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This Week in Nature: Feb 15, 2007

Today's issue of Nature offers a slew of goodies to read.

In this editorial, Nature alerts readers to a change in policy that will allow authors to "present full experimental methods as an integral part of their paper" instead of the ultra-short section that's currently the standard.

A news item checks in on genome-wide association studies, which so far haven't lived up to their initial promise, according to the article. Now, however, research is proving that these kinds of association studies are indeed going to have a significant impact on the biomedical landscape.

Another news story talks about the rise of Wiki culture in the scientific community, and lets readers know about a test version from bioinformaticist Barend Mons, who invites scientists to help him build a seamless central database of gene and protein information, for one thing.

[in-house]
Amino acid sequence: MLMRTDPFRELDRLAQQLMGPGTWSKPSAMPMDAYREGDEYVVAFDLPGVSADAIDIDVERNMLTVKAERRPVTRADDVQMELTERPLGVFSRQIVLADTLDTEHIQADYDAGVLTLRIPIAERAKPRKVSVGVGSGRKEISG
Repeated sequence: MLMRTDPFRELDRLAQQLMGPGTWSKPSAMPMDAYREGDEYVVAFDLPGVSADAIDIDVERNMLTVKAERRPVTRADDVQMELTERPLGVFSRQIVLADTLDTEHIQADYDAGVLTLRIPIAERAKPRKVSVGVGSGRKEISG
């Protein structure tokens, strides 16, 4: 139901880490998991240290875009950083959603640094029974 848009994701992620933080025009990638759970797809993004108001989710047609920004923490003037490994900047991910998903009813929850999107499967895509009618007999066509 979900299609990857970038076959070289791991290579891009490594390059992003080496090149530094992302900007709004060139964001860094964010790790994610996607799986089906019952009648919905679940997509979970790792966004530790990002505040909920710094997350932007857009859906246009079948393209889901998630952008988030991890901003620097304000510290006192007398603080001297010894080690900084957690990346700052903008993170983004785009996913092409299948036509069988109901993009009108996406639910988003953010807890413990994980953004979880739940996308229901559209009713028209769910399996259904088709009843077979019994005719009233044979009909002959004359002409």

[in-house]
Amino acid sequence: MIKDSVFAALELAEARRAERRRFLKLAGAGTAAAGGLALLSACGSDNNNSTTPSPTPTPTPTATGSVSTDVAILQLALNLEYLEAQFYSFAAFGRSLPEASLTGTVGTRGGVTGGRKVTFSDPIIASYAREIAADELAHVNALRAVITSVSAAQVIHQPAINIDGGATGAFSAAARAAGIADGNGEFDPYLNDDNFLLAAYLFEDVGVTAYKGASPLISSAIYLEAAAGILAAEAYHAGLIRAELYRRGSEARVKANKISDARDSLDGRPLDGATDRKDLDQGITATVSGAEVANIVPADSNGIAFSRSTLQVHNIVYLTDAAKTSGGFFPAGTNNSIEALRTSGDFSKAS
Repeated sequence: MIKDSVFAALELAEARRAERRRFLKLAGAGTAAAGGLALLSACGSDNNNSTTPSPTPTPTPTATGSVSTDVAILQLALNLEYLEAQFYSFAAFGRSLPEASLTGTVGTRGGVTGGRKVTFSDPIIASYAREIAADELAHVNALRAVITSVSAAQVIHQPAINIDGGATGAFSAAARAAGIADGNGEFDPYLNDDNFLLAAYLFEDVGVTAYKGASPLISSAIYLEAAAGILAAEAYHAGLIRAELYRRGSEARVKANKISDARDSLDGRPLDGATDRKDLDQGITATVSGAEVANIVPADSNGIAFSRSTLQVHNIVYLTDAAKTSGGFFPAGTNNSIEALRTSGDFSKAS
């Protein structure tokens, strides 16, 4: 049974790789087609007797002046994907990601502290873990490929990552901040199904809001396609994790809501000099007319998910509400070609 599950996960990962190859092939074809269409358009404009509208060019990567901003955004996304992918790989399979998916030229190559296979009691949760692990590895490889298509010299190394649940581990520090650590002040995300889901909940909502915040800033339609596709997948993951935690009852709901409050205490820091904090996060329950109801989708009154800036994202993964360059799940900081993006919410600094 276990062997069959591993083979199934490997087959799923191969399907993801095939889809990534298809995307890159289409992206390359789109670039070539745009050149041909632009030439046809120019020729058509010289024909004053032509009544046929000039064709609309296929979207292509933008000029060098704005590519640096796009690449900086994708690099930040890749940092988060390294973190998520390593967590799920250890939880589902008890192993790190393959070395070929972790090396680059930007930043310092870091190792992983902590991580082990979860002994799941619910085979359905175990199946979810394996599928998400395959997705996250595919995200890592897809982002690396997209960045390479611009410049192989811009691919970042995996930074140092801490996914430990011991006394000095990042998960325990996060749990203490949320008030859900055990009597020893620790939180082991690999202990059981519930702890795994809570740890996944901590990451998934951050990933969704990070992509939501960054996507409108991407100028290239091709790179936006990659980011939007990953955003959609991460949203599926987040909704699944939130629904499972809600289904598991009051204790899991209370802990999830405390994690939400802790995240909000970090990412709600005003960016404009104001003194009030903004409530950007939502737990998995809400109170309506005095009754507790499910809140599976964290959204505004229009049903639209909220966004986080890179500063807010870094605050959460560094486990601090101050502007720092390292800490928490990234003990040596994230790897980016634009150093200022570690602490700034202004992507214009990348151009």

Finally, a paper from lead author Christopher Striemer at the University of Rochester demonstrates nanofabricated silicon membranes that can be used to separate proteins and other biomolecules faster than current separation methods.

 

The Scan

Gone, But Now Reconstructed SARS-CoV-2 Genomes

In a preprint, a researcher describes his recovery of viral sequences that had been removed from a common database.

Rare Heart Inflammation Warning

The Food and Drug Administration is adding a warning about links between a rare inflammatory heart condition and two SARS-CoV-2 vaccines, Reuters reports.

Sandwich Sampling

The New York Times sent tuna sandwiches for PCR analysis.

Nature Papers Describe Gut Viruses, New Format for Storing Quantitative Genomic Data, More

In Nature this week: catalog of DNA viruses of the human gut microbiome, new dense depth data dump format to store quantitative genomic data, and more.